The incidence of post exposure TB did not significantly impact the cost effectiveness of the screening strategies. Different estimates of post exposure TB incidence not only changed overall costs and effectiveness measures of each strategy but also those of the 'no screening' scenario. As a result, the incremental cost per case of active TB prevented did not dramatically change. At a 1% incidence over 2 years, the incremental cost per case of active TB prevented increased by ~£5,000, compared to base-case estimates. The reverse occurred when the rate of post exposure TB was 5% i.e. incremental cost per active TB case prevented decreased by ~£5,000. The CE rankings remained consistent in each case.
Varying test costs and LTBI treatment costs had the greatest impact on cost effectiveness. When IGRA test costs were increased to the upper limit of the sensitivity analysis estimate, the gap in cost-effectiveness between IGRA single strategies and their dual strategy counterparts widened. However, all IGRA strategies (single and dual) still remained more cost effective than the TST alone option. Only when T-SPOT.TB and QFT-GIT costs were increased to ≥ £140 and ≥ £121 did the TST become the most cost effective option.
A 50% reduction in LTBI treatment costs reduced the incremental cost per case of active TB prevented for each strategy compared to the base-case analysis. The CE rankings also changed so that the TST became more cost effective than both IGRA single strategies. However the IGRA dual strategies remained the most cost effective. Doubling LTBI treatment costs almost doubled incremental cost per case of TB prevented for each strategy compared to the base-case analysis but CE ranking remained consistent.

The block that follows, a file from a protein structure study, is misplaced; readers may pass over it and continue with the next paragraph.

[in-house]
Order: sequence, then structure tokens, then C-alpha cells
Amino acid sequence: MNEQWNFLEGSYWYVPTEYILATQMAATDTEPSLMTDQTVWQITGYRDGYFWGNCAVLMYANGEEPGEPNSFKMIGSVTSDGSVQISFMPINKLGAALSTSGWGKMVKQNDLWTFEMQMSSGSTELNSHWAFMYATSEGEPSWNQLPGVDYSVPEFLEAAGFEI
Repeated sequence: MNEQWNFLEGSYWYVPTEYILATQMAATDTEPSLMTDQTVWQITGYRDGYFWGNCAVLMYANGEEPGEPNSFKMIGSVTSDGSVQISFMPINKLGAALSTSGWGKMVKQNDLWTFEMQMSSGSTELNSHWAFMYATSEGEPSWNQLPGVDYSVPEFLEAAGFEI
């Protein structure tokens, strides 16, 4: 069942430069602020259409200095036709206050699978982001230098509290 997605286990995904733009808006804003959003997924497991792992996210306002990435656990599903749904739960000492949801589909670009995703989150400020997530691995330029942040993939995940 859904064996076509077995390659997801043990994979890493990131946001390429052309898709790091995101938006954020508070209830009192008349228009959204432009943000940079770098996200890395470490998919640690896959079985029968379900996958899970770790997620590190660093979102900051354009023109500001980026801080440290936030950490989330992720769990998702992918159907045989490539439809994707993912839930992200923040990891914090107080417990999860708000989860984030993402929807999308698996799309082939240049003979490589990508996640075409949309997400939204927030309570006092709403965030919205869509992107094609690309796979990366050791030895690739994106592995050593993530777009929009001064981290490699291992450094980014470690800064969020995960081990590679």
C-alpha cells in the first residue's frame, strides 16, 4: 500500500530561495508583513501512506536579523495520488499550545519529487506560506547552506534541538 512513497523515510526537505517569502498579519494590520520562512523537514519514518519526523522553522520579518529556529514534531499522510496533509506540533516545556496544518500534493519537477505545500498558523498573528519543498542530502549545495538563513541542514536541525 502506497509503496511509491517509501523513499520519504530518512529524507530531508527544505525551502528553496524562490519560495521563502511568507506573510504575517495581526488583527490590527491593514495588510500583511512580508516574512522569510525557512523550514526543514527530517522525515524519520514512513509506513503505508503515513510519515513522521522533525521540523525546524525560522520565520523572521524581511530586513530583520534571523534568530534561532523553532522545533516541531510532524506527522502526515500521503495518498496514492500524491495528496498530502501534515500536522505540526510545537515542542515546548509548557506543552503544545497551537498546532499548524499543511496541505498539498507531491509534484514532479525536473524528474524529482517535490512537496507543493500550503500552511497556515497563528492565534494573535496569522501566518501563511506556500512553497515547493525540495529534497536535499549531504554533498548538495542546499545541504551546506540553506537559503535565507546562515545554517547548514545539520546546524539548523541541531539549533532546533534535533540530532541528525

Our analysis indicates that use of IGRAs as a screening tool, either alone or in conjunction with the TST, for detecting LTBI is a more cost effective alternative than using the TST alone. These results were consistent regardless of which IGRA (T-SPOT.TB or QFT-GIT) was used.
Dual screening, despite being less effective in terms of active cases prevented, was less costly and consequently more cost effective (in terms of incremental cost per TB case prevented) than IGRA single screening. The T-SPOT.TB dual strategy was actually found to be the most cost effective option (£37,206 per case of active TB prevented), followed very closely by the QFT-GIT dual strategy, which, while cheaper than the T-SPOT.TB dual strategy by £5,339, resulted in 0.18 more cases of active TB. The T-SPOT.TB single strategy prevented the most cases of post primary TB (3.70 cases) but was less cost-effective than the T-SPOT.TB dual strategy as it cost £41,596 more than the T-SPOT.TB dual strategy. Similar results were seen when QFT-GIT single and dual strategies were compared.
Screening with T-SPOT.TB was more cost effective than QFT-GIT screening when the dual (TST/QFT-GIT vs. TST/T-SPOT.TB) and single (QFT-GIT vs. T-SPOT.TB) strategies were directly compared. While the costs incurred due to false positive and false negative results were greater with the QFT-GIT based strategies (single and dual), the higher test cost of the T-SPOT.TB resulted in slightly higher overall costs of the T-SPOT.TB single or dual strategies. This was offset by higher effectiveness (fewer cases of post-exposure TB) resulting from the T-SPOT.TB strategies.
Screening with TST alone had the lowest testing costs (£15,433 per 1000 contacts), but incurred the highest costs due to test inaccuracies (£70,081). While this strategy prevented more cases of active TB than the dual strategies (but not the single IGRA strategies), it had the highest NNT (95.5) as over one third of the contacts treated for LTBI would be false positives. As a result, it was the least cost effective strategy.